This class is Introduction to Black roots from ancient Africa to contemporary America as an orientation to the nature of Black Studies emphasizing its relationships to world history, Europe, Asia, the Americas, slavery, Reconstruction, colonization, racism, and their politico-economic and cultural impact upon African descendants worldwide. In this course we will learn to do close readings of texts to draw evidence from them and use that evidence to produce well developed, historically situated arguments using evidence to support conclusions. Students will evaluate evidence and arguments critically and analytically to build their critical thinking skills.
Finally, students will gather, interpret, and assess information from a variety of sources and points of view.
This course asks students to consider the ways in which social theorists, institutional reformers, and political revolutionaries in the 17th through 19th centuries seized upon insights developed in the natural sciences and mathematics to change themselves and the society in which they lived. Students study trials, art, literature and music to understand developments in Europe and its colonies in these two centuries. Covers works by Newton, Locke, Voltaire, Rousseau, Marx, and Darwin.
This method and enclosed materials developed by Professor Lea W. Fridman, Ph.D., uses Permanent Teams, a rotating Team Leader and the use of social media and group chats to facilitate student teams as support.
This textbook introduces aspects of the history of Canada since Confederation. “Canada” in this context includes Newfoundland and all the other parts that come to be aggregated into the Dominion after 1867. Much of this text follows thematic lines. Each chapter moves chronologically but with alternative narratives in mind. What Aboriginal accounts must we place in the foreground? Which structures (economic or social) determine the range of choices available to human agents of history? What environmental questions need to be raised to gain a more complete understanding of choices made in the past and their ramifications? Each chapter is comprised of several sections and some of those are further divided. In many instances you will encounter original material that has been contributed by other university historians from across Canada who are leaders in their respective fields. They provide a diversity of voices on the subject of the nation’s history and, thus, an opportunity to experience some of the complexities of understanding and approaching the past. Canadian History: Post-Confederation includes Learning Objectives and Key Points in most chapter sections, intended to help identify issues of over-arching importance. Recent interviews with historians from across Canada have been captured in video clips that are embedded throughout the web version of the book. At the end of each chapter, the Summary section includes additional features: Key Terms, Short Answer Exercises, and Suggested Readings. The key terms are bolded in the text, and collected in a Glossary in the appendix.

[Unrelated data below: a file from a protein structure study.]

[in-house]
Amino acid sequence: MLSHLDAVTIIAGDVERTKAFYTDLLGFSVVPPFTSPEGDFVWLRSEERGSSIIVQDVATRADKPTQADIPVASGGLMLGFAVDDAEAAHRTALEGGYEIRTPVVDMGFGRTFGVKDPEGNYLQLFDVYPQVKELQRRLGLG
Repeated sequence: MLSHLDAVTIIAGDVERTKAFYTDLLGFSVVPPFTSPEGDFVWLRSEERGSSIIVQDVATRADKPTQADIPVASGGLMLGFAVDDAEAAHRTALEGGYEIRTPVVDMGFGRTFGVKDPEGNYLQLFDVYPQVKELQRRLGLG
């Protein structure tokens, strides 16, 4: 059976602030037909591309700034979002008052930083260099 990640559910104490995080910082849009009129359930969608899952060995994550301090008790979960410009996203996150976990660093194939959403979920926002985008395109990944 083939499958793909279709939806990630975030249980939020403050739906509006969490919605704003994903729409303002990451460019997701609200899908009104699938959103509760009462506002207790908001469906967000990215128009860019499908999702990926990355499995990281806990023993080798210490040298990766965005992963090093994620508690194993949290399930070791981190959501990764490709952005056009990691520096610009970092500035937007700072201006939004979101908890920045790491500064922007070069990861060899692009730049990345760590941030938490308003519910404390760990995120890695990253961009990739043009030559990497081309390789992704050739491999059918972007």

This course covers the role of physics and physicists during the 20th century, focusing on Einstein, Oppenheimer, and Feynman. Beyond just covering the scientific developments, institutional, cultural, and political contexts will also be examined.
A chronological and thematic introduction to the history of European interaction with the wider world from the 1400s to the end of the 1800s. The course focuses on the central themes of global interconnectivity and discussions of nationalism, capitalism, colonialism, slavery, and trade. The purpose of this course is to give the student a taste of the people, events, triumphs, failures, anxieties, hopes, and fears that have shaped our histories and cultures.
This course covers French politics, culture, and society from Louis XIV to Napoleon Bonaparte. Attention is given to the growth of the central state, the beginnings of a modern consumer society, the Enlightenment, the French Revolution, including its origins, and the rise and fall of Napoleon.
Welcome to The Heritage of Imperialism. This course offers an examination of the thought, structure, operation and results of imperialism in human history generally, and in the 19th/21st centuries in particular.
We will use readings and films to examine European/American imperialism in the non-white areas of the world: the role of the Industrial Revolution; the imposition of Western European institutions on indigenous peoples of Africa, Asia, North/South America; colonialism; attempts by these people to reestablish autonomous sociological and cultural system
Survey and theoretical foundations in Puerto Rican and Latin@ Studies. Case study on Puerto Rico. Pertinent themes in Puerto Rican and Latin@ history, culture, literature, contemporary society, and politics. Impact of the United States? economic policies on Puerto Rico and the causes of Puerto Rican and LatinX migration to New York City and urban centers. Satisfies Pathways Flexible Core US Experience in Its Diversity requirement.
"This course explores how our views of Jewish history have been formed and how this history can explain the survival of the Jews as an ethnic/religious group into the present day. Special attention is given to the partial and fragmentary nature of our information about the past, and the difficulties inherent in decoding statements about the past that were written with a religious agenda in mind. It also considers complex events in Jewish history -- from early history as portrayed in the Bible to recent history, including the Holocaust."
Materials compiled for a Latin American Culture course on Caribbean society and culture. Seven units include: Pre-Colonial; Conquest and Genocide; Slaveholding System; Slavery & Capitalism; Caribbean Thinkers; Cold War & Development; Transnationalism and Diaspora.